NEW YORK (Reuters Health) - Heavy alcohol use increases mortality with hepatitis C virus (HCV) to a greater extent in women than in men, according to a report.
"Previous studies indicated that alcohol use is a risk factor for HCV disease progression, but they seldom examined the effect on women and men separately," lead author Dr. Chiung Chen, from CSR, Inc., Arlington, Virginia, said in a statement. "Even fewer studies were able to examine the effect of alcohol on HCV mortality. Our study provides empirical evidence to fill the gap."
Chen and colleagues analyzed 132,468 deaths due to HCV and/or heavy alcohol use entered in National Center for Health Statistics databases between 2000 and 2002.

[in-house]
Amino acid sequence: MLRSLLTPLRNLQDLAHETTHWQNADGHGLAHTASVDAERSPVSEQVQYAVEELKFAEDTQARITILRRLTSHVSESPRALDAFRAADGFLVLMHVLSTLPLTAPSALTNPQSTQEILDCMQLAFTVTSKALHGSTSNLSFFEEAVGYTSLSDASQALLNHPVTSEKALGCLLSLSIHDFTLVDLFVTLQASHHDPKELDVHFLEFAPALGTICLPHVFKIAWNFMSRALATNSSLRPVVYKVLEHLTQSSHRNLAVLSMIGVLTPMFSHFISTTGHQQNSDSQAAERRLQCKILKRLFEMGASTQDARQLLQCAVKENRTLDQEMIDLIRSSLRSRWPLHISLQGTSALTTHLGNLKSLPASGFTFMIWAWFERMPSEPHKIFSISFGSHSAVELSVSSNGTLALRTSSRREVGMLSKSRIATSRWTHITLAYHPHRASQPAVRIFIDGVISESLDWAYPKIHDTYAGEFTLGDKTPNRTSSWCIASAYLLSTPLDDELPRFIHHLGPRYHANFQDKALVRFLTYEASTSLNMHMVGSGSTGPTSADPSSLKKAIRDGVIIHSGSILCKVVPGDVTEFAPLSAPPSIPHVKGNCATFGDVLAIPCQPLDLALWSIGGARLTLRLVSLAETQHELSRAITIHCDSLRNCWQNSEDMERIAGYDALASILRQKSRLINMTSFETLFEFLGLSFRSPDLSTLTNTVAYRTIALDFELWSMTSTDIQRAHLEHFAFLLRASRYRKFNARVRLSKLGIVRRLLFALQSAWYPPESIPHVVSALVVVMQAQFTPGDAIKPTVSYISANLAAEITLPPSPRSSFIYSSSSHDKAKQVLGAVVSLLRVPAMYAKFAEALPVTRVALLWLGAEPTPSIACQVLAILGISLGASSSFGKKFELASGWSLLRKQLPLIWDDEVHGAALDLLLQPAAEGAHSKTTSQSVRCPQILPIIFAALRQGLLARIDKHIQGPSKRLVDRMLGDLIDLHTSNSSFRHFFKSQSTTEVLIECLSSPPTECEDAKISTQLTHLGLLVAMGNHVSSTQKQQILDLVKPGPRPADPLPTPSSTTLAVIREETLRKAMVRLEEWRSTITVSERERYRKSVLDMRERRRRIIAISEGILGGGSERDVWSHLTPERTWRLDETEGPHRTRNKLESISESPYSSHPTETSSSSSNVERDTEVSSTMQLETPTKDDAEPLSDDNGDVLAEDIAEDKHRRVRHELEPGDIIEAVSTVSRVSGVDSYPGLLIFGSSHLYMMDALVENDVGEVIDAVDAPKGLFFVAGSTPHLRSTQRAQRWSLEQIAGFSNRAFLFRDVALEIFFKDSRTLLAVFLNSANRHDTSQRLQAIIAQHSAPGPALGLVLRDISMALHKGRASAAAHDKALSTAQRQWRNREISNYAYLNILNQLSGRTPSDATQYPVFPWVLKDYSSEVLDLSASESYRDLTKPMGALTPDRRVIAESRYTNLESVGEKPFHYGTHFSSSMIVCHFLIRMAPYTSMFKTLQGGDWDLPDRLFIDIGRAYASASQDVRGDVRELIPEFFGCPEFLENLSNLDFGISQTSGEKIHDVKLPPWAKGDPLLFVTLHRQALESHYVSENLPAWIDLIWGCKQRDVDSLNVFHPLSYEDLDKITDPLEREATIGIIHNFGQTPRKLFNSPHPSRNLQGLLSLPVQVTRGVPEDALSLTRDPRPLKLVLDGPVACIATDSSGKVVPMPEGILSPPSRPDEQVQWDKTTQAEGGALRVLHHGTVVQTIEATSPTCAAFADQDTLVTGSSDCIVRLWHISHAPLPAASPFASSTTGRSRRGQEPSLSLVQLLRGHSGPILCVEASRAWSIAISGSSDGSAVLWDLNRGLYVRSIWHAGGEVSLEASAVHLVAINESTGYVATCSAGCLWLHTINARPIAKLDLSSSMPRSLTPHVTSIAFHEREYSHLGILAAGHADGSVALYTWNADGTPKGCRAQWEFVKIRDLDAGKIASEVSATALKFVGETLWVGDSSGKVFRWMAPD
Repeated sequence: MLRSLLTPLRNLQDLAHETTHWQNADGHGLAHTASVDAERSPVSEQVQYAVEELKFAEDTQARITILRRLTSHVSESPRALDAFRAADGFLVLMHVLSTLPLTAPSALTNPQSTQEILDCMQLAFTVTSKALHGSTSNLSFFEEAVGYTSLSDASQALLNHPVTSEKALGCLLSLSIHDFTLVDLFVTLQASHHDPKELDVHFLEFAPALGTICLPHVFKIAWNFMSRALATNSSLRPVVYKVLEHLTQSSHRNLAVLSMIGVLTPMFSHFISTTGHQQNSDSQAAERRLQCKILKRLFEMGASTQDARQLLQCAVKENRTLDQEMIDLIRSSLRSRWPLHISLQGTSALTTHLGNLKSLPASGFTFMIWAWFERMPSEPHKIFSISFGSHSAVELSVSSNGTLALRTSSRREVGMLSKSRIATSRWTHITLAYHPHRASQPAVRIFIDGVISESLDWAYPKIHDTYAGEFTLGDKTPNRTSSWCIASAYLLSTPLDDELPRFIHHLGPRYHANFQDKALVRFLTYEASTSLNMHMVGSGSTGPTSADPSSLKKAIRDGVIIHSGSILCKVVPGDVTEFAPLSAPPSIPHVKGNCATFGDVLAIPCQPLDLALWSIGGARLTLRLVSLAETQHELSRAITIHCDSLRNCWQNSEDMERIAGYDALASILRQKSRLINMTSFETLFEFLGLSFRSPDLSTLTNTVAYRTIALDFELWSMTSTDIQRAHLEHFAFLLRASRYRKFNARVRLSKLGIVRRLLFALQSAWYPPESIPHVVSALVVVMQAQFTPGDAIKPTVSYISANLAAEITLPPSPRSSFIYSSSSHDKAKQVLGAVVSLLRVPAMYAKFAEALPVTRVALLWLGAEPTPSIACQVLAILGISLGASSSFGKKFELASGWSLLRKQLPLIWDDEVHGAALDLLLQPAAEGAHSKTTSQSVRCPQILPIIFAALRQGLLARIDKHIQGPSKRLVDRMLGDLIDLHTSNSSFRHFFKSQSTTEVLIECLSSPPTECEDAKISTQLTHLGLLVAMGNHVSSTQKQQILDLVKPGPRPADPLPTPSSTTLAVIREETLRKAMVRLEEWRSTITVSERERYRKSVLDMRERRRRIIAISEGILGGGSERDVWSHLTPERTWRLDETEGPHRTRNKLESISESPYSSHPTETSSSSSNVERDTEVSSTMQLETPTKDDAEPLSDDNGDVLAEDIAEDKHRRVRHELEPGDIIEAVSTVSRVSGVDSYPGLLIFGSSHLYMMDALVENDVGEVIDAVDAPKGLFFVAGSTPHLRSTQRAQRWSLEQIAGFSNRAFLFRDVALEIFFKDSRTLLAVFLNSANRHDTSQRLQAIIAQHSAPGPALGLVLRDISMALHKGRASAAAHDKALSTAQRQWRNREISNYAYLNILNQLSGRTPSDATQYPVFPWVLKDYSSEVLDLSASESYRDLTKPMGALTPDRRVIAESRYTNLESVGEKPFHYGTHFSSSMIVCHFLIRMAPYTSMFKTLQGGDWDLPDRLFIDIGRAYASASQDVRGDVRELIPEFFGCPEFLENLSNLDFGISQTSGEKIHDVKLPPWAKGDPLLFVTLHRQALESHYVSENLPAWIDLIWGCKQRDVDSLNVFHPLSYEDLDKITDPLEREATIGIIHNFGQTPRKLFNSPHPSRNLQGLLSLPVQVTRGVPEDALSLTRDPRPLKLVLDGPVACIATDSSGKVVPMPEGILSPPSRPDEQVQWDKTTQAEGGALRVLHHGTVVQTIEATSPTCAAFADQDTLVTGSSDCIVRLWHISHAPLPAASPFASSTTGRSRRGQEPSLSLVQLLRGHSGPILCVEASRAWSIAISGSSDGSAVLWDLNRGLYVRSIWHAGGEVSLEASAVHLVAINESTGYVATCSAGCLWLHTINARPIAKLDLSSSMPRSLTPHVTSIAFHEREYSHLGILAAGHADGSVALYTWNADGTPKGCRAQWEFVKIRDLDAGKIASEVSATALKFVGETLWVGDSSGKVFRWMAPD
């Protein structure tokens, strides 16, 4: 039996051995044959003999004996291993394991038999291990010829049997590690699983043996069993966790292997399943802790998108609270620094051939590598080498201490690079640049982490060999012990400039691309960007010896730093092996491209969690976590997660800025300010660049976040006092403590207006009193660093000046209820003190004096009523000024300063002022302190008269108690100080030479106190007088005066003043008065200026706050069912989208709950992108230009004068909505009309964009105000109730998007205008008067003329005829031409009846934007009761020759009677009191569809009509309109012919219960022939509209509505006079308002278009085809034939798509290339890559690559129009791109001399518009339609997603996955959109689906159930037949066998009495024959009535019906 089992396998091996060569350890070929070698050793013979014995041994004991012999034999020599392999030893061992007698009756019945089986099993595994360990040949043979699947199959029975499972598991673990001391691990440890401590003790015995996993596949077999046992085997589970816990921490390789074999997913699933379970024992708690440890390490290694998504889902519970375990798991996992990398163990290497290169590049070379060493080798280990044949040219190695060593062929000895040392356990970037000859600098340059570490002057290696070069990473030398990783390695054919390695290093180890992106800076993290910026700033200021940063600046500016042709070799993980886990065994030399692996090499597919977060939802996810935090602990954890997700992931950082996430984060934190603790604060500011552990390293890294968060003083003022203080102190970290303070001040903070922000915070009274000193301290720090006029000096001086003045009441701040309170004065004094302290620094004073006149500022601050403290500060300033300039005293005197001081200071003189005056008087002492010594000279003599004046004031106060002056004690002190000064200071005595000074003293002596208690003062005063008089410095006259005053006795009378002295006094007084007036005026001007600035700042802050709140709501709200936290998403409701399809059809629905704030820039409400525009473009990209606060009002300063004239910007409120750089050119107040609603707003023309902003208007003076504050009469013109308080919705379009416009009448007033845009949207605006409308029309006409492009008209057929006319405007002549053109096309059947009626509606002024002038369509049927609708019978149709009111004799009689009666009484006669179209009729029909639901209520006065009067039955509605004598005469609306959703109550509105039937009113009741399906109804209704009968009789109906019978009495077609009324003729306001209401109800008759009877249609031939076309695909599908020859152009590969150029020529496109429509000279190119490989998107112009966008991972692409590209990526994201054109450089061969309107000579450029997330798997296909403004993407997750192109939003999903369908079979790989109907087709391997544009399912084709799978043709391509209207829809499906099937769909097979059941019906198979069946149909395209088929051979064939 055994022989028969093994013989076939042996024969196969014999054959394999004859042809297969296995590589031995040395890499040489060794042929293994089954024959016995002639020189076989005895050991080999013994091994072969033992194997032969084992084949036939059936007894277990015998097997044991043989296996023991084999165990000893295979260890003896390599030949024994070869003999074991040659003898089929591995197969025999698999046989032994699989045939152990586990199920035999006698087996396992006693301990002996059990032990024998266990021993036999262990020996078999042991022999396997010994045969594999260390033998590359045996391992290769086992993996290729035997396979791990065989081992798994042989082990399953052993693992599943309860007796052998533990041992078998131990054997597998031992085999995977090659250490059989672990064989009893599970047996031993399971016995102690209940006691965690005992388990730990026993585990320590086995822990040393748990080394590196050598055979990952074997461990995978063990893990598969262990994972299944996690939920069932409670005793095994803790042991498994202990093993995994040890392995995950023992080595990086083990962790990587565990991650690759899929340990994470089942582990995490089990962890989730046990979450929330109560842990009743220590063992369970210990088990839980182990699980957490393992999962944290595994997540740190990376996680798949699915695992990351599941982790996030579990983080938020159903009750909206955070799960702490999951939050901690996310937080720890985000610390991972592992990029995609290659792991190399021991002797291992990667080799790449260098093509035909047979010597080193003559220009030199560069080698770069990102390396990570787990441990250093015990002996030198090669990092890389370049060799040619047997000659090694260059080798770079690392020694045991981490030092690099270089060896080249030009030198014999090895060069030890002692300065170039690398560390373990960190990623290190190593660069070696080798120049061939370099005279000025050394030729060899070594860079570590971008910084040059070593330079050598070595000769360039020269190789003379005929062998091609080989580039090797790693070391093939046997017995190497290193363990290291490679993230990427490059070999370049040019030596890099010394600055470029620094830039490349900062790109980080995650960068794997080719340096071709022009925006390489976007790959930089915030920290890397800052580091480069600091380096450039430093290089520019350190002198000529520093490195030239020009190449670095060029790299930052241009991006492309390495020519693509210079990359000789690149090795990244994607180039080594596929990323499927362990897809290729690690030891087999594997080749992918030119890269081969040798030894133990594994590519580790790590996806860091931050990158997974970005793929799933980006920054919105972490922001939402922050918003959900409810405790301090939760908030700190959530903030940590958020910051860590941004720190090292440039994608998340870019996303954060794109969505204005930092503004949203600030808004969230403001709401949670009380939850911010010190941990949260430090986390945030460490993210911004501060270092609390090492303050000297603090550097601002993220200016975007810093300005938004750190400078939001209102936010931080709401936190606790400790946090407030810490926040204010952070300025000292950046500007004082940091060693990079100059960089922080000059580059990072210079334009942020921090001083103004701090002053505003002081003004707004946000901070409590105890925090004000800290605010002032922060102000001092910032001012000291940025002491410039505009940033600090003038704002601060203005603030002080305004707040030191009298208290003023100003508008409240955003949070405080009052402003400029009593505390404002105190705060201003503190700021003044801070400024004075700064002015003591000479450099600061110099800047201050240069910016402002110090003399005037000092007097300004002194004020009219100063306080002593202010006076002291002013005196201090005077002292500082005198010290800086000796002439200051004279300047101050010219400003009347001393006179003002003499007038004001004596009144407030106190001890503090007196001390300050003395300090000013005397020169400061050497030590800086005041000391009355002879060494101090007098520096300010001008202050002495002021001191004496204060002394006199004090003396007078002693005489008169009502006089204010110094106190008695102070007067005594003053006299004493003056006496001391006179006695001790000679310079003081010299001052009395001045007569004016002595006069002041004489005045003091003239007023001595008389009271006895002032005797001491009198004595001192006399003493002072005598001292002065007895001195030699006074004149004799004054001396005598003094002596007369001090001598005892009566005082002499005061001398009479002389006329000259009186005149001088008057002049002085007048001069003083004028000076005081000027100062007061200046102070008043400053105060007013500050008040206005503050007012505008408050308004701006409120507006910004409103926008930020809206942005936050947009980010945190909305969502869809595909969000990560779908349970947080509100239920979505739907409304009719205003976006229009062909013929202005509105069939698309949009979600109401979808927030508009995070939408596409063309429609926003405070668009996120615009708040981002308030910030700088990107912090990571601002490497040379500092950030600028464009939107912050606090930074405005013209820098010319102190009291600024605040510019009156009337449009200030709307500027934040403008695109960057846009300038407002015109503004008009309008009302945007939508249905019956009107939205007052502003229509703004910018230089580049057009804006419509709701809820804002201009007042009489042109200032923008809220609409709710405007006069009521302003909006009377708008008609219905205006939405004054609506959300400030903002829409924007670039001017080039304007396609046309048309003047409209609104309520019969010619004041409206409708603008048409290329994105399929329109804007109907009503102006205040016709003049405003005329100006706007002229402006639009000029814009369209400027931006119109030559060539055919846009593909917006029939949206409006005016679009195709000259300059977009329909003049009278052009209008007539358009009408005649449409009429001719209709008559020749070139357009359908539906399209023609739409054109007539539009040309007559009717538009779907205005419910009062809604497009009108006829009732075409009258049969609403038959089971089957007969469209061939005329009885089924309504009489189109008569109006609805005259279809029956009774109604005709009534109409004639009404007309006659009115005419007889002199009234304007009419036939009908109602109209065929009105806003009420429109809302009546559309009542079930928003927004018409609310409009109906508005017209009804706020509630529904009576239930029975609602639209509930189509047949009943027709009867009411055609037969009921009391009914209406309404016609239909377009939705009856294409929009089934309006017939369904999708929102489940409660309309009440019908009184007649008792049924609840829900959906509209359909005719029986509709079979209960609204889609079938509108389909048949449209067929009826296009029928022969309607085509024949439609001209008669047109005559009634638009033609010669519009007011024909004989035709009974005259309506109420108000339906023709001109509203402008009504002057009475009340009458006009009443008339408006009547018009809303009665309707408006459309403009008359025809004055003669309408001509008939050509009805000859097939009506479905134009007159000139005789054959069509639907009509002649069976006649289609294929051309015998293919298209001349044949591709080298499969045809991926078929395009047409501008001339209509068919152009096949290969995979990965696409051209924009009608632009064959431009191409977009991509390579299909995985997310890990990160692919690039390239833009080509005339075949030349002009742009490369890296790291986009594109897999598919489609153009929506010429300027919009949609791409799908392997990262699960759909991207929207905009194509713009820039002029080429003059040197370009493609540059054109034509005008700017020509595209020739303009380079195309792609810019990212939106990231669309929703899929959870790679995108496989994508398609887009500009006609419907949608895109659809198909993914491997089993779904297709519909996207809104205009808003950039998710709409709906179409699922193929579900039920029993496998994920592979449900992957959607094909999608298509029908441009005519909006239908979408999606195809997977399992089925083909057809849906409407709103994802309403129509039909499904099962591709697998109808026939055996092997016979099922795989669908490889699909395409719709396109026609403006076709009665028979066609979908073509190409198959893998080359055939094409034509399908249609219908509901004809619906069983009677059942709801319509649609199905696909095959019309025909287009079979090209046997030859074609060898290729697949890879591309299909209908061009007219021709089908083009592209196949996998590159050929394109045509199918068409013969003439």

Female hepatitis C patients who were not heavy drinkers died at an average age of 61.0 years, while those who drank died at 49.1 years.
By contrast, heavy drinking had less effect on lifespan in men, lowering the average age of death with hepatitis C from 55.1 to 50.0 years.
The findings emphasize that heavy drinking is a key factor that influences hepatitis C mortality, the researchers state. More importantly, the study provides the first evidence of a gender difference in alcohol intake-related hepatitis C mortality.
Further studies are warranted to determine if similar differences in HCV mortality are seen across racial/ethnic group and to investigate the possible interactions with HIV coinfection, the researchers conclude.
SOURCE: Alcoholism: Clinical and Experimental Research, February 2007.